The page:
CLAIM 1 The webpage makes the following claims: “Miracle Magnesium Oil™ that comes from the Dead Sea – due to its liquid form – is the best type of Magnesium for intestinal absorption”.

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Miracle Magnesium Oil does NOT come from the Dead Sea. It is a manufactured product using the following process:

  • 1/2 cup Magnesium Chloride Flakes
  • 1/2 cup distilled water
  • Boil the distilled water. Add to the magnesium chloride flakes, stir well until completely dissolved, cool and store.

Therefore the claim that miracle magnesium oil comes from the Dead Sea is FALSE as it is manufactured locally. HOWEVER, the ingredient magnesium chloride MAY be sourced from the Dead Sea, but I have “inside” information that the amount of magnesium chloride imported from this source by Body Detox is insufficient to manufacture the amount of product being sold, i.e., a minor amount is from the Dead Sea, the rest is obtained from a manufacturing process.

Magnesium chloride is the name for the chemical compounds with the formulas MgCl2 and its various hydrates MgCl2(H2O)x. Hydrated magnesium chloride can be extracted from ANY brine or sea water. In North America, magnesium chloride is produced primarily from Great Salt Lake brine. Using a similar process it is extracted from the Dead Sea. Magnesium chloride as the natural mineral bischofite is also extracted (via solution mining) out of ancient sea beds, e.g., the Zechstein seabed in northwest Europe. Some magnesium chloride is made from solar evaporation of seawater. Anhydrous magnesium chloride is the principal precursor to magnesium metal, which is produced on a large scale.

Hydrated magnesium chloride is the form most readily available. Magnesium chloride is most commonly used for dust control and road stabilization. Its second-most common use is ice control. Magnesium chloride also is used for a variety of other applications: fertilizer, mineral supplement for animals, wastewater treatment, wallboard, artificial seawater, feed supplement, textiles, paper, fireproofing agents, cements and refrigeration brine. It is also used in fire extinguishers. Magnesium chloride also is used in several medical and skin related (topical) applications. It has been used in pills as supplemental sources of magnesium, where it serves as a soluble compound that is not as laxative as magnesium sulphate (Epson salts), and more bioavailable than magnesium hydroxide and magnesium oxide, since it does not require stomach acid to produce soluble magnesium.

For example, MAG®, naturally harvested from the Dead Sea, is claimed to be a premier de-icer and premium ice melt product that provides the best performance used to combat ice and snow hazards.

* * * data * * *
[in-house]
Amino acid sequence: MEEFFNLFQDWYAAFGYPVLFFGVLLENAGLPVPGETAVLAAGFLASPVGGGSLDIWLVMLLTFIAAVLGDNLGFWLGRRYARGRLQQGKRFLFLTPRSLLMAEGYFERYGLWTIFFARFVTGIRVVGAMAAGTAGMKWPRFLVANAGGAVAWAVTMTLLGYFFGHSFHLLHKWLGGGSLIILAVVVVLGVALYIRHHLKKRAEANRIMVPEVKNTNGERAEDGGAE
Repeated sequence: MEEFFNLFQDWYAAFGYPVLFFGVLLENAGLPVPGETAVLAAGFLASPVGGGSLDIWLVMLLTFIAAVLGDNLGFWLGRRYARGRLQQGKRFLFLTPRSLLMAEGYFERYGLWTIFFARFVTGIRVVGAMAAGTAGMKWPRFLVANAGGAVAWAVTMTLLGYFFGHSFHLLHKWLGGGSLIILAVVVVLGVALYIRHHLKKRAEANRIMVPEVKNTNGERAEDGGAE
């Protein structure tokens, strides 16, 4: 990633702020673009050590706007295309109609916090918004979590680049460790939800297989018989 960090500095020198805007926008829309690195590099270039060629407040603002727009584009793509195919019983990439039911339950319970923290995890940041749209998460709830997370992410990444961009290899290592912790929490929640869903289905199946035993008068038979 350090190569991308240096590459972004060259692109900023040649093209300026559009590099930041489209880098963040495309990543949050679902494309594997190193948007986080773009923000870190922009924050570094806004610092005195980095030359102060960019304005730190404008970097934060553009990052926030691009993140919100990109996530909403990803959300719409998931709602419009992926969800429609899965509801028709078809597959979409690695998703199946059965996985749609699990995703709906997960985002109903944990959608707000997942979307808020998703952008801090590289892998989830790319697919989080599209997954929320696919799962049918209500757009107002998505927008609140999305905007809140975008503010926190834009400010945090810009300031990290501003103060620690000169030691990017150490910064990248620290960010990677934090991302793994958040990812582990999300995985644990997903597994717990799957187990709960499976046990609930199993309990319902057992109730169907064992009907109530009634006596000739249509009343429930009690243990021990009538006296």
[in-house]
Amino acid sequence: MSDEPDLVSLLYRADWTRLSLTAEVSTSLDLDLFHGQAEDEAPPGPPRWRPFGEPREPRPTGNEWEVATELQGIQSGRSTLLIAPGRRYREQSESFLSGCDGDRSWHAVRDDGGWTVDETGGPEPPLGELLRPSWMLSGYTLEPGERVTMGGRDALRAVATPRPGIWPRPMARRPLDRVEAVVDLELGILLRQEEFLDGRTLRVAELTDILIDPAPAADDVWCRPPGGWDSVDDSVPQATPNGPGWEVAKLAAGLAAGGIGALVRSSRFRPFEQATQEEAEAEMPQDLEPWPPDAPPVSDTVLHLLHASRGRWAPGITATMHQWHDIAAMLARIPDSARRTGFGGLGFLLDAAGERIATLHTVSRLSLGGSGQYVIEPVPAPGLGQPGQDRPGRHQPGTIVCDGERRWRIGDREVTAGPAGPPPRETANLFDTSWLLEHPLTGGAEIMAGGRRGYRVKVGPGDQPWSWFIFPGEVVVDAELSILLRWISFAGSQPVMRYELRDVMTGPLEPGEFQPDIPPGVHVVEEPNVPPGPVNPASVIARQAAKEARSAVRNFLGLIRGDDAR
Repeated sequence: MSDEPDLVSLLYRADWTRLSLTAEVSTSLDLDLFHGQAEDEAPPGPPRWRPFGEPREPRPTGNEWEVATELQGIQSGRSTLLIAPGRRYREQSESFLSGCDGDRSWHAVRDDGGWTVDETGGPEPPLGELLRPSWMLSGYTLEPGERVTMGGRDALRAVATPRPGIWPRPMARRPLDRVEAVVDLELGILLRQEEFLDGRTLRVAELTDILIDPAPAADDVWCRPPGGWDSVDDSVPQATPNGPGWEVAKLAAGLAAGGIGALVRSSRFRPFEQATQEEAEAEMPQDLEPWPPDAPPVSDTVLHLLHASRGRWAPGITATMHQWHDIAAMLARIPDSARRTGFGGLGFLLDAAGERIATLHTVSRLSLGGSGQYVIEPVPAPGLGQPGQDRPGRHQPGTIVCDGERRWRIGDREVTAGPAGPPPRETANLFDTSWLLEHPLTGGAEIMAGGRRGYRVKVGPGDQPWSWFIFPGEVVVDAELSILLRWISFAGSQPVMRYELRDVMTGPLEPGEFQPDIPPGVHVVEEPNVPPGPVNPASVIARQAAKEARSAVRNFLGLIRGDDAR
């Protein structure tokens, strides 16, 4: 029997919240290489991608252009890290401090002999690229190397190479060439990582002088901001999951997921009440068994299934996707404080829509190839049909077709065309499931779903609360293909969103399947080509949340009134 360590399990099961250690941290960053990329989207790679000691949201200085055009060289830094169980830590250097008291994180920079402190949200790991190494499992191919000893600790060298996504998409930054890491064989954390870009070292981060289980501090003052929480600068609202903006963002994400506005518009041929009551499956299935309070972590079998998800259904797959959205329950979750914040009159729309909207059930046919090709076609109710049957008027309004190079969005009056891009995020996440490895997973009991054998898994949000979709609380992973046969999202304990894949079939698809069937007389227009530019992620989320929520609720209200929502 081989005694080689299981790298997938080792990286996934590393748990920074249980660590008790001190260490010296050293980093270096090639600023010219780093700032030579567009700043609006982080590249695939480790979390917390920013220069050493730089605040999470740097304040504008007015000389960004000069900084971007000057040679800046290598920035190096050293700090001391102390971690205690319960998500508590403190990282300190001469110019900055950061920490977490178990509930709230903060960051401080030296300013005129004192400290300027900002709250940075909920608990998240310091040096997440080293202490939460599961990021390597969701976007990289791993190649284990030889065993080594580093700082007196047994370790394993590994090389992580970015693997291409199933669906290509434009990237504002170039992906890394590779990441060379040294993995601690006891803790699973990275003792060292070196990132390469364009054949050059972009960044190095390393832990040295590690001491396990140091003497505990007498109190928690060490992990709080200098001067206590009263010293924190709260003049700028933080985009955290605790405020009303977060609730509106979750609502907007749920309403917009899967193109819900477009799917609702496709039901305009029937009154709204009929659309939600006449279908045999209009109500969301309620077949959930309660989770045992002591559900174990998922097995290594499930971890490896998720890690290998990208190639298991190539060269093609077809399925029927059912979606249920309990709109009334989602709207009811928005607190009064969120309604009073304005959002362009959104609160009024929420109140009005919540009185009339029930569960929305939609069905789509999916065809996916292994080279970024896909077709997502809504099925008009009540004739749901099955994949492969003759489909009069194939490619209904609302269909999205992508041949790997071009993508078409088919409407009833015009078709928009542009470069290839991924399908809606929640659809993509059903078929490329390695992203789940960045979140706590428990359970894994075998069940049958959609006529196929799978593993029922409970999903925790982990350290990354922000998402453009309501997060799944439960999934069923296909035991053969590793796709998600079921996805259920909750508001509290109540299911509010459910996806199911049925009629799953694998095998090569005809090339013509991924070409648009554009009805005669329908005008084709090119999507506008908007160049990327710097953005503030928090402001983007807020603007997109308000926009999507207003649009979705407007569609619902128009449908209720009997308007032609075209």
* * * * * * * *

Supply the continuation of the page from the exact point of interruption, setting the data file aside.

Cost of making your own
At Body Detox for 100 mls of Magnesium Inflama Spray, you will pay R190.00. If you purchase magnesium chloride at Protea Chemicals (+27 12 804 9646) you will pay R8.04 per Kg. So mixing around 50 mls of magnesium chloride with 50 mls of water to make magnesium oil will cost you about 40 cents.  Miracle Magnesium Orange Spray 500 ml costs R550. You can make it yourself for R10.00 Miracle Magnesium Oil 500 ml costs R450. You can make it yourself for R10.00 Recipe:

  • 1/2 cup Magnesium Chloride Flakes
  • 1/2 cup distilled water
  • Boil the distilled water. Add to the magnesium chloride flakes, stir well until completely dissolved, cool.
  • Add food colourant
  • Store

CLAIM 2 “Magnesium chloride from the Dead Sea is superior to magnesium chloride from other sources”.
IS THIS TRUE? This claim is FALSE

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Pure magnesium chloride is exactly the same no matter from whatever source is comes from – unless impure! If impure, it will carry contaminants from the original source, e.g., low levels of heavy metals, bromide (particularly in impure Dead Sea salt.) Typically Dead Sea magnesium chloride – flakes & pellets – contains magnesium chloride, calcium chloride, sodium chloride, and potassium chloride but depending on where the magnesium is harvested from, may also contain silicon dioxide, calcium oxide, aluminum oxide, magnesium oxide, iron(iii) oxide, sodium oxide, potassium oxide, titanium(iv) oxide, sulfur trioxide, phosphorus pentoxide, chloride, and bromide. (An analysis by Dr. Olga Yoffe at the Geological Survey in Jerusalem])( Bromine from the Dead Sea – Weizmann Institute of Science)